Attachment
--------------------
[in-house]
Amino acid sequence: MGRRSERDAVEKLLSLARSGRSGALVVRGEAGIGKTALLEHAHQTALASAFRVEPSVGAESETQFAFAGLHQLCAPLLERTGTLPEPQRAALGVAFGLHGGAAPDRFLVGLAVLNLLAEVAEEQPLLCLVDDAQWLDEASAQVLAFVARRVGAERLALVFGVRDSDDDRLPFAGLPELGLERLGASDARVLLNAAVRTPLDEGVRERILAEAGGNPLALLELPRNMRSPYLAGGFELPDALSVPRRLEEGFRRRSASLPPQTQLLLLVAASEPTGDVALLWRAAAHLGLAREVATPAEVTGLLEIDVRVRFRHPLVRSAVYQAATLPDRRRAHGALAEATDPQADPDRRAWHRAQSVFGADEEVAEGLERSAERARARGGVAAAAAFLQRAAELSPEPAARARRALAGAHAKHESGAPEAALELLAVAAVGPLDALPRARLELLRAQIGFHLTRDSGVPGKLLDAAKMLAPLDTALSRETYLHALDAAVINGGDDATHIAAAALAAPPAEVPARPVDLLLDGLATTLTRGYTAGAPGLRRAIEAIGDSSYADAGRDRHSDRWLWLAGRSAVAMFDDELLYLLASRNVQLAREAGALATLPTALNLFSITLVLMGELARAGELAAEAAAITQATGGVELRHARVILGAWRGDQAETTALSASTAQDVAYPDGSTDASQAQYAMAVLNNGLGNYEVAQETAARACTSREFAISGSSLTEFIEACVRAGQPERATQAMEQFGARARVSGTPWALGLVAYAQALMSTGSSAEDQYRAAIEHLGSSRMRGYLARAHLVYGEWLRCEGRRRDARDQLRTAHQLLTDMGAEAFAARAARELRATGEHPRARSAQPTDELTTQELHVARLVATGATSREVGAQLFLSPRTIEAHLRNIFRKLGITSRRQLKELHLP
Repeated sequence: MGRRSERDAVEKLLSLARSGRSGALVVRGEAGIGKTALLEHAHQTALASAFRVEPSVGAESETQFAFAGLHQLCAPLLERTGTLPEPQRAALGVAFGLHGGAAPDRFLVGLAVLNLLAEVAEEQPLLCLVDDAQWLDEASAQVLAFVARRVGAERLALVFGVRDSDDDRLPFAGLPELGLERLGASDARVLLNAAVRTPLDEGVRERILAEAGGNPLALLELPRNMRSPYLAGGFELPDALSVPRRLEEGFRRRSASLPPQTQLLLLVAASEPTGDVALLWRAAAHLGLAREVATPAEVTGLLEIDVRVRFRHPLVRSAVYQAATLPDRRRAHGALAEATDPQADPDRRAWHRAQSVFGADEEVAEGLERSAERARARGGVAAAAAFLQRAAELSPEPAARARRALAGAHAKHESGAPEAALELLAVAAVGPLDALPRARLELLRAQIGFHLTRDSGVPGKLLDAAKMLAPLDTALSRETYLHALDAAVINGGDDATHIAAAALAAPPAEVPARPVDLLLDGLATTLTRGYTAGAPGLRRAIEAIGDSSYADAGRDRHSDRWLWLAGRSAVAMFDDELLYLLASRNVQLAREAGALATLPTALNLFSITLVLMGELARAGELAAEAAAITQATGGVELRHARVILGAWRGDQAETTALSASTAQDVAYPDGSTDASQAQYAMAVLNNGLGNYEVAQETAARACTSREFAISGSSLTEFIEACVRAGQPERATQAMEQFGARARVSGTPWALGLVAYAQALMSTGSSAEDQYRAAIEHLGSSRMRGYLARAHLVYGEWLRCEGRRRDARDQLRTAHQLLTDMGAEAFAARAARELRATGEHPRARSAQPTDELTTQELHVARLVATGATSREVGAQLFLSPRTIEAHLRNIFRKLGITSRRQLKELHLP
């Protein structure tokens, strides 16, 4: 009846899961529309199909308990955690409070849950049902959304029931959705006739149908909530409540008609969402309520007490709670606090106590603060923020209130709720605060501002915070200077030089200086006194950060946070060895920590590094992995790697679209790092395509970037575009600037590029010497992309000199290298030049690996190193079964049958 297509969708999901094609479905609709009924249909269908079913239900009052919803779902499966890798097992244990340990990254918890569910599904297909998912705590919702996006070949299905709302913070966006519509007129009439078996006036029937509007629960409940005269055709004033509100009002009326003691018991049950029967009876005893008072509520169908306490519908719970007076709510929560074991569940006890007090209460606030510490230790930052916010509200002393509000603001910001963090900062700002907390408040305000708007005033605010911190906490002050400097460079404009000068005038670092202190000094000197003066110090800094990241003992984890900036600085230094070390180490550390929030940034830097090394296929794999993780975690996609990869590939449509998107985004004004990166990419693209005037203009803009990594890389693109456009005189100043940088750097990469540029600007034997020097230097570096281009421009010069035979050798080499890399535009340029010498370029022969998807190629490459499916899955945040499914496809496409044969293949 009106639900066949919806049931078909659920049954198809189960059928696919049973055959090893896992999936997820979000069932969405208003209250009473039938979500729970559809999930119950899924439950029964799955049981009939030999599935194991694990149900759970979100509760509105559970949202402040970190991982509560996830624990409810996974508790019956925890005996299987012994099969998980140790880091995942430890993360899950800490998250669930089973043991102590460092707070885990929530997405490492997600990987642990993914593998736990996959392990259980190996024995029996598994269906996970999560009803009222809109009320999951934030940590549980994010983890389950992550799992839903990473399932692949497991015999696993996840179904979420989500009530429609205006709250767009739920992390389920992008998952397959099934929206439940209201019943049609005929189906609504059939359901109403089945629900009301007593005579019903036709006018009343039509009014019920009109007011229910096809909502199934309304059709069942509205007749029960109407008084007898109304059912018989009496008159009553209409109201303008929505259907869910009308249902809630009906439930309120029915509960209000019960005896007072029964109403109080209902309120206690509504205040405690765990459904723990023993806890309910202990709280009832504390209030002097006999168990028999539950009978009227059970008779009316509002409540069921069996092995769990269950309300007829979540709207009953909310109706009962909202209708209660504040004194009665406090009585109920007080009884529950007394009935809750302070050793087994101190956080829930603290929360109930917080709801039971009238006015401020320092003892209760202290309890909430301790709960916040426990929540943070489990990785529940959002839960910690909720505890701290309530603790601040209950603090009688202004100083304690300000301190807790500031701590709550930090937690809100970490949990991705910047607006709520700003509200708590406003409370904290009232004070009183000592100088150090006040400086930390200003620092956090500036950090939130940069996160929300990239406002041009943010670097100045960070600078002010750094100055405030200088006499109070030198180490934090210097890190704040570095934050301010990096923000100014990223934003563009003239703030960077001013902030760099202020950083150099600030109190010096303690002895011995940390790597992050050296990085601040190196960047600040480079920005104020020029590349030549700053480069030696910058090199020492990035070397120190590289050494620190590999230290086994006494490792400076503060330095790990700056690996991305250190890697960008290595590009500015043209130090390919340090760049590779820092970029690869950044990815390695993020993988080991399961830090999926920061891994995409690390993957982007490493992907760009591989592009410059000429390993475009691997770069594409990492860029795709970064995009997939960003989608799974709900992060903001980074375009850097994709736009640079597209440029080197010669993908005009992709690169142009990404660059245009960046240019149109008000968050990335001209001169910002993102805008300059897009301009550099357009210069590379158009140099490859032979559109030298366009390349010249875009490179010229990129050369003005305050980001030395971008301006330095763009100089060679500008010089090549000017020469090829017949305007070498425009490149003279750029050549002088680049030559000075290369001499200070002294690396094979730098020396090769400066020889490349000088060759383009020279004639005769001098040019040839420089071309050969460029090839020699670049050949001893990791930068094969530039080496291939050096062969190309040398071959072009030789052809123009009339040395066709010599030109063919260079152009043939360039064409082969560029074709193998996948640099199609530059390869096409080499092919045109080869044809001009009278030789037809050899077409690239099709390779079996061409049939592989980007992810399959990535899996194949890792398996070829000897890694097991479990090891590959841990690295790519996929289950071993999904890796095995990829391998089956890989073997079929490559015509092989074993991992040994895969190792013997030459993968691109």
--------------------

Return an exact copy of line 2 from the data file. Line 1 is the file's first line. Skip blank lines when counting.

Amino acid sequence: MGRRSERDAVEKLLSLARSGRSGALVVRGEAGIGKTALLEHAHQTALASAFRVEPSVGAESETQFAFAGLHQLCAPLLERTGTLPEPQRAALGVAFGLHGGAAPDRFLVGLAVLNLLAEVAEEQPLLCLVDDAQWLDEASAQVLAFVARRVGAERLALVFGVRDSDDDRLPFAGLPELGLERLGASDARVLLNAAVRTPLDEGVRERILAEAGGNPLALLELPRNMRSPYLAGGFELPDALSVPRRLEEGFRRRSASLPPQTQLLLLVAASEPTGDVALLWRAAAHLGLAREVATPAEVTGLLEIDVRVRFRHPLVRSAVYQAATLPDRRRAHGALAEATDPQADPDRRAWHRAQSVFGADEEVAEGLERSAERARARGGVAAAAAFLQRAAELSPEPAARARRALAGAHAKHESGAPEAALELLAVAAVGPLDALPRARLELLRAQIGFHLTRDSGVPGKLLDAAKMLAPLDTALSRETYLHALDAAVINGGDDATHIAAAALAAPPAEVPARPVDLLLDGLATTLTRGYTAGAPGLRRAIEAIGDSSYADAGRDRHSDRWLWLAGRSAVAMFDDELLYLLASRNVQLAREAGALATLPTALNLFSITLVLMGELARAGELAAEAAAITQATGGVELRHARVILGAWRGDQAETTALSASTAQDVAYPDGSTDASQAQYAMAVLNNGLGNYEVAQETAARACTSREFAISGSSLTEFIEACVRAGQPERATQAMEQFGARARVSGTPWALGLVAYAQALMSTGSSAEDQYRAAIEHLGSSRMRGYLARAHLVYGEWLRCEGRRRDARDQLRTAHQLLTDMGAEAFAARAARELRATGEHPRARSAQPTDELTTQELHVARLVATGATSREVGAQLFLSPRTIEAHLRNIFRKLGITSRRQLKELHLP